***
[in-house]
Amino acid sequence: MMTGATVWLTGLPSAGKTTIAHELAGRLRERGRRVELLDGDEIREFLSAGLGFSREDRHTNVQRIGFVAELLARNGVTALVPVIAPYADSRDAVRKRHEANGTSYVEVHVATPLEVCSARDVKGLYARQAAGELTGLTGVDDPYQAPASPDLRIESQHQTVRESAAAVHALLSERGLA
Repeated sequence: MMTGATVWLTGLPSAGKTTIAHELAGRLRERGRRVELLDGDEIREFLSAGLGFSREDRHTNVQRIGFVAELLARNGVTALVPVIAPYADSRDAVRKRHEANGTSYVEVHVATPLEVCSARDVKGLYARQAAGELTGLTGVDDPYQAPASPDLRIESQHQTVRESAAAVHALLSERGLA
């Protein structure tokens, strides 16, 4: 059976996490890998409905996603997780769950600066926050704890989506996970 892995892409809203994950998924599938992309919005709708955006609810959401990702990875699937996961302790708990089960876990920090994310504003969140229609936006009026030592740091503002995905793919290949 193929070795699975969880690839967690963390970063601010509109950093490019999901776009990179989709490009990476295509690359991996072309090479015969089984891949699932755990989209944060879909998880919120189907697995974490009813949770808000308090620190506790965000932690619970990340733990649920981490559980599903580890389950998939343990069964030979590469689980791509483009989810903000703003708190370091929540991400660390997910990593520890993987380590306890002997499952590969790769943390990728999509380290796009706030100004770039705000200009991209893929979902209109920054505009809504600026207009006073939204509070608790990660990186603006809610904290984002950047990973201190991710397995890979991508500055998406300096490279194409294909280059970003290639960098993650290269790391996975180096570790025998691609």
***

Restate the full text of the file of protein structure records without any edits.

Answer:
[in-house]
Amino acid sequence: MMTGATVWLTGLPSAGKTTIAHELAGRLRERGRRVELLDGDEIREFLSAGLGFSREDRHTNVQRIGFVAELLARNGVTALVPVIAPYADSRDAVRKRHEANGTSYVEVHVATPLEVCSARDVKGLYARQAAGELTGLTGVDDPYQAPASPDLRIESQHQTVRESAAAVHALLSERGLA
Repeated sequence: MMTGATVWLTGLPSAGKTTIAHELAGRLRERGRRVELLDGDEIREFLSAGLGFSREDRHTNVQRIGFVAELLARNGVTALVPVIAPYADSRDAVRKRHEANGTSYVEVHVATPLEVCSARDVKGLYARQAAGELTGLTGVDDPYQAPASPDLRIESQHQTVRESAAAVHALLSERGLA
């Protein structure tokens, strides 16, 4: 059976996490890998409905996603997780769950600066926050704890989506996970 892995892409809203994950998924599938992309919005709708955006609810959401990702990875699937996961302790708990089960876990920090994310504003969140229609936006009026030592740091503002995905793919290949 193929070795699975969880690839967690963390970063601010509109950093490019999901776009990179989709490009990476295509690359991996072309090479015969089984891949699932755990989209944060879909998880919120189907697995974490009813949770808000308090620190506790965000932690619970990340733990649920981490559980599903580890389950998939343990069964030979590469689980791509483009989810903000703003708190370091929540991400660390997910990593520890993987380590306890002997499952590969790769943390990728999509380290796009706030100004770039705000200009991209893929979902209109920054505009809504600026207009006073939204509070608790990660990186603006809610904290984002950047990973201190991710397995890979991508500055998406300096490279194409294909280059970003290639960098993650290269790391996975180096570790025998691609």